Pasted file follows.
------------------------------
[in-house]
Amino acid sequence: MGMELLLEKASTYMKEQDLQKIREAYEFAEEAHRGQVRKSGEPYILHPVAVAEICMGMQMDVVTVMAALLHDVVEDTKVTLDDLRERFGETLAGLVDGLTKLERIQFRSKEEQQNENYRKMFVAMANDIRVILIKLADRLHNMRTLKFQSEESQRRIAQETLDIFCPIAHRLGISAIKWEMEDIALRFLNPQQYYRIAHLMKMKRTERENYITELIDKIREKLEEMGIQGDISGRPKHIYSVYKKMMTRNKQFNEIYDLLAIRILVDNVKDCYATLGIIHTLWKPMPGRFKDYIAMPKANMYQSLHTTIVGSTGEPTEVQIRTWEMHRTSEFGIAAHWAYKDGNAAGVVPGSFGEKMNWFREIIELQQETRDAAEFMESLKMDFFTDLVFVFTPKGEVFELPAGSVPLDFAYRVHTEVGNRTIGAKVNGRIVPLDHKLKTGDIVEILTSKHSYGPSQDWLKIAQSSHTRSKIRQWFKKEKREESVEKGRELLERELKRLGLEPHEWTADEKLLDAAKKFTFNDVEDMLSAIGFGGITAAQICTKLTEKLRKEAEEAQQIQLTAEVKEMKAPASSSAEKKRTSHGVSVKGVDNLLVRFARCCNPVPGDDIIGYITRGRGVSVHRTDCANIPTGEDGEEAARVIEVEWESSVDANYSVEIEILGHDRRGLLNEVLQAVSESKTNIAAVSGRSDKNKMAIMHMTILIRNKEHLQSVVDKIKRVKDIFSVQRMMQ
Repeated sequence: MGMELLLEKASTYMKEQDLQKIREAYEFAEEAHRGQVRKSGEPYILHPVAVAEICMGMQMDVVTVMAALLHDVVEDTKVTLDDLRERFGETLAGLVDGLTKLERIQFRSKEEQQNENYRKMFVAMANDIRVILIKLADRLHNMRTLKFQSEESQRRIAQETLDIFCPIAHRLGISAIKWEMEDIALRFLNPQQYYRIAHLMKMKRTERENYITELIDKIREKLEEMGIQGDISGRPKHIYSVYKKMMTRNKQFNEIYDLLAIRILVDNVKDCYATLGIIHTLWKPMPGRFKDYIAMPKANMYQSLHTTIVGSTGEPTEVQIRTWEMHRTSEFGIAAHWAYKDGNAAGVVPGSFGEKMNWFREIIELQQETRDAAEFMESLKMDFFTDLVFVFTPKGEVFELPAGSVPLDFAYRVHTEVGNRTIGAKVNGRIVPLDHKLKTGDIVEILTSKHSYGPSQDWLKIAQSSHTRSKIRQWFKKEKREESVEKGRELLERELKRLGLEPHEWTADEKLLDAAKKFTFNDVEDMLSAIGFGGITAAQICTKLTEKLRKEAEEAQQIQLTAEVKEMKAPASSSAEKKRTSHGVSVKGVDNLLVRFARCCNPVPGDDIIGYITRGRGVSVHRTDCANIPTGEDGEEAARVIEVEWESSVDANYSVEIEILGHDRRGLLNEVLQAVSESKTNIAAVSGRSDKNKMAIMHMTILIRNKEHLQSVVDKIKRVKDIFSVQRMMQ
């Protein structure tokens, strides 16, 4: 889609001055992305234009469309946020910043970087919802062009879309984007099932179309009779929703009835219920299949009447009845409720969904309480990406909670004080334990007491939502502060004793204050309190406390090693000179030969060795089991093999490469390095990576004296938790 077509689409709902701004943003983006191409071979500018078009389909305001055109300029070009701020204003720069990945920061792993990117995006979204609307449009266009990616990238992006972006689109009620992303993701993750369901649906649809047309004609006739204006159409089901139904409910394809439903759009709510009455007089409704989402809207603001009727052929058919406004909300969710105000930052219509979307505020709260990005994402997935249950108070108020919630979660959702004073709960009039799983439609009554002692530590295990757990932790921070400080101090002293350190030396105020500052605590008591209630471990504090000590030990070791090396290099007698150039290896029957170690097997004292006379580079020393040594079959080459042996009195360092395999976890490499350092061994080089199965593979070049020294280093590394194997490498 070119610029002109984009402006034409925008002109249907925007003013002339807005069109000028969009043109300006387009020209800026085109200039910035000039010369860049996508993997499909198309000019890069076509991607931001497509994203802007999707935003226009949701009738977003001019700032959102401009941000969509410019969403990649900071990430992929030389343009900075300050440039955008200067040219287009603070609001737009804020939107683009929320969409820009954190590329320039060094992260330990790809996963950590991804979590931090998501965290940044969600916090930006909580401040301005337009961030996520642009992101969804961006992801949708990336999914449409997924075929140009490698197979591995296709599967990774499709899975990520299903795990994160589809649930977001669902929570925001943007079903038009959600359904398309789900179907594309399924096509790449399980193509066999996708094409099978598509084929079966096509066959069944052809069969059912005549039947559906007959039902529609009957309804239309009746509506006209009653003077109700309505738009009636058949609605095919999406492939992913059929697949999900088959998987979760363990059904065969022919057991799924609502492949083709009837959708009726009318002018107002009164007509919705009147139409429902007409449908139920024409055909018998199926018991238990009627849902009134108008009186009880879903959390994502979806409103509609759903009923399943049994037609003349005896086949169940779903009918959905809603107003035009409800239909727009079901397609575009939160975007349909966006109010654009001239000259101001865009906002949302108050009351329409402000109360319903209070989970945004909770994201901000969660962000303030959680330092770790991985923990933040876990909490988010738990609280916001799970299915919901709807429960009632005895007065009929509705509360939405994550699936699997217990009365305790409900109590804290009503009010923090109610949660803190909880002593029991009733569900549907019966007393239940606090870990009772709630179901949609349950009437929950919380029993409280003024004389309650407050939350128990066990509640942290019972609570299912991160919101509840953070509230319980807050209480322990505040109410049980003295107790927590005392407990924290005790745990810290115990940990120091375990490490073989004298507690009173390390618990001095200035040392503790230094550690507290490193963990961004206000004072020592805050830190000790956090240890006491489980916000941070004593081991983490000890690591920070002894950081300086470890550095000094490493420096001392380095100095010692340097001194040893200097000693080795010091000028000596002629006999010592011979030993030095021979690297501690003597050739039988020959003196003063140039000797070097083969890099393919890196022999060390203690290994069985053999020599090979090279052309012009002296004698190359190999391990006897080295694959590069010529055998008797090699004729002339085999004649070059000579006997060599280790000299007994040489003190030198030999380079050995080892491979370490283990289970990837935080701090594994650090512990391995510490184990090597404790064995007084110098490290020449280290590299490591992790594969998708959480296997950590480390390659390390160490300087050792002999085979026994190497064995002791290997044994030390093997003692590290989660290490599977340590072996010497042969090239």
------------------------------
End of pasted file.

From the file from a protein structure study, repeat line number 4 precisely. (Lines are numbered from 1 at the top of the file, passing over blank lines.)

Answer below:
């Protein structure tokens, strides 16, 4: 889609001055992305234009469309946020910043970087919802062009879309984007099932179309009779929703009835219920299949009447009845409720969904309480990406909670004080334990007491939502502060004793204050309190406390090693000179030969060795089991093999490469390095990576004296938790 077509689409709902701004943003983006191409071979500018078009389909305001055109300029070009701020204003720069990945920061792993990117995006979204609307449009266009990616990238992006972006689109009620992303993701993750369901649906649809047309004609006739204006159409089901139904409910394809439903759009709510009455007089409704989402809207603001009727052929058919406004909300969710105000930052219509979307505020709260990005994402997935249950108070108020919630979660959702004073709960009039799983439609009554002692530590295990757990932790921070400080101090002293350190030396105020500052605590008591209630471990504090000590030990070791090396290099007698150039290896029957170690097997004292006379580079020393040594079959080459042996009195360092395999976890490499350092061994080089199965593979070049020294280093590394194997490498 070119610029002109984009402006034409925008002109249907925007003013002339807005069109000028969009043109300006387009020209800026085109200039910035000039010369860049996508993997499909198309000019890069076509991607931001497509994203802007999707935003226009949701009738977003001019700032959102401009941000969509410019969403990649900071990430992929030389343009900075300050440039955008200067040219287009603070609001737009804020939107683009929320969409820009954190590329320039060094992260330990790809996963950590991804979590931090998501965290940044969600916090930006909580401040301005337009961030996520642009992101969804961006992801949708990336999914449409997924075929140009490698197979591995296709599967990774499709899975990520299903795990994160589809649930977001669902929570925001943007079903038009959600359904398309789900179907594309399924096509790449399980193509066999996708094409099978598509084929079966096509066959069944052809069969059912005549039947559906007959039902529609009957309804239309009746509506006209009653003077109700309505738009009636058949609605095919999406492939992913059929697949999900088959998987979760363990059904065969022919057991799924609502492949083709009837959708009726009318002018107002009164007509919705009147139409429902007409449908139920024409055909018998199926018991238990009627849902009134108008009186009880879903959390994502979806409103509609759903009923399943049994037609003349005896086949169940779903009918959905809603107003035009409800239909727009079901397609575009939160975007349909966006109010654009001239000259101001865009906002949302108050009351329409402000109360319903209070989970945004909770994201901000969660962000303030959680330092770790991985923990933040876990909490988010738990609280916001799970299915919901709807429960009632005895007065009929509705509360939405994550699936699997217990009365305790409900109590804290009503009010923090109610949660803190909880002593029991009733569900549907019966007393239940606090870990009772709630179901949609349950009437929950919380029993409280003024004389309650407050939350128990066990509640942290019972609570299912991160919101509840953070509230319980807050209480322990505040109410049980003295107790927590005392407990924290005790745990810290115990940990120091375990490490073989004298507690009173390390618990001095200035040392503790230094550690507290490193963990961004206000004072020592805050830190000790956090240890006491489980916000941070004593081991983490000890690591920070002894950081300086470890550095000094490493420096001392380095100095010692340097001194040893200097000693080795010091000028000596002629006999010592011979030993030095021979690297501690003597050739039988020959003196003063140039000797070097083969890099393919890196022999060390203690290994069985053999020599090979090279052309012009002296004698190359190999391990006897080295694959590069010529055998008797090699004729002339085999004649070059000579006997060599280790000299007994040489003190030198030999380079050995080892491979370490283990289970990837935080701090594994650090512990391995510490184990090597404790064995007084110098490290020449280290590299490591992790594969998708959480296997950590480390390659390390160490300087050792002999085979026994190497064995002791290997044994030390093997003692590290989660290490599977340590072996010497042969090239």